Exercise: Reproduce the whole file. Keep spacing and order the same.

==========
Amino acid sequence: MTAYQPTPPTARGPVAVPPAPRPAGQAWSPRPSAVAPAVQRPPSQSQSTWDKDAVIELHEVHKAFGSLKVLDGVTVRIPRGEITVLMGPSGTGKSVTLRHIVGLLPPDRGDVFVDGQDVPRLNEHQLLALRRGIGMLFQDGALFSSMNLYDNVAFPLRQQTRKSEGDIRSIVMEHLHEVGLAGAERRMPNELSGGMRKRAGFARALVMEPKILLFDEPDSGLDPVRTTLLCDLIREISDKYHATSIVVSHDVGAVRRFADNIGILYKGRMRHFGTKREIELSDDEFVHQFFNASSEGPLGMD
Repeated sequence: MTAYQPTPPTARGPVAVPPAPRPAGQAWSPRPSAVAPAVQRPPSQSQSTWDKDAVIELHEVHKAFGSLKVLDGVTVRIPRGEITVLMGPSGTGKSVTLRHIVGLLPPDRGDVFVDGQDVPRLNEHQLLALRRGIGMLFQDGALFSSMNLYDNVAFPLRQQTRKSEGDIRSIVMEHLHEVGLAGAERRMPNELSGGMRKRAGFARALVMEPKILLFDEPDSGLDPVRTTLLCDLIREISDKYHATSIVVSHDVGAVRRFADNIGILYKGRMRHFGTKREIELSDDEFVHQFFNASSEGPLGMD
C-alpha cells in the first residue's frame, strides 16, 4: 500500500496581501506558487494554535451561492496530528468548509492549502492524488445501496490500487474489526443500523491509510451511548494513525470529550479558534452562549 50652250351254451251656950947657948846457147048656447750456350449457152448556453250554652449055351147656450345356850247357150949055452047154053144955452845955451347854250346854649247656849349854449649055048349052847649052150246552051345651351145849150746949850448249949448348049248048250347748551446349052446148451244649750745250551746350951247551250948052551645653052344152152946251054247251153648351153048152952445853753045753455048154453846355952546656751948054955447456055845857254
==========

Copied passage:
Amino acid sequence: MTAYQPTPPTARGPVAVPPAPRPAGQAWSPRPSAVAPAVQRPPSQSQSTWDKDAVIELHEVHKAFGSLKVLDGVTVRIPRGEITVLMGPSGTGKSVTLRHIVGLLPPDRGDVFVDGQDVPRLNEHQLLALRRGIGMLFQDGALFSSMNLYDNVAFPLRQQTRKSEGDIRSIVMEHLHEVGLAGAERRMPNELSGGMRKRAGFARALVMEPKILLFDEPDSGLDPVRTTLLCDLIREISDKYHATSIVVSHDVGAVRRFADNIGILYKGRMRHFGTKREIELSDDEFVHQFFNASSEGPLGMD
Repeated sequence: MTAYQPTPPTARGPVAVPPAPRPAGQAWSPRPSAVAPAVQRPPSQSQSTWDKDAVIELHEVHKAFGSLKVLDGVTVRIPRGEITVLMGPSGTGKSVTLRHIVGLLPPDRGDVFVDGQDVPRLNEHQLLALRRGIGMLFQDGALFSSMNLYDNVAFPLRQQTRKSEGDIRSIVMEHLHEVGLAGAERRMPNELSGGMRKRAGFARALVMEPKILLFDEPDSGLDPVRTTLLCDLIREISDKYHATSIVVSHDVGAVRRFADNIGILYKGRMRHFGTKREIELSDDEFVHQFFNASSEGPLGMD
C-alpha cells in the first residue's frame, strides 16, 4: 500500500496581501506558487494554535451561492496530528468548509492549502492524488445501496490500487474489526443500523491509510451511548494513525470529550479558534452562549 50652250351254451251656950947657948846457147048656447750456350449457152448556453250554652449055351147656450345356850247357150949055452047154053144955452845955451347854250346854649247656849349854449649055048349052847649052150246552051345651351145849150746949850448249949448348049248048250347748551446349052446148451244649750745250551746350951247551250948052551645653052344152152946251054247251153648351153048152952445853753045753455048154453846355952546656751948054955447456055845857254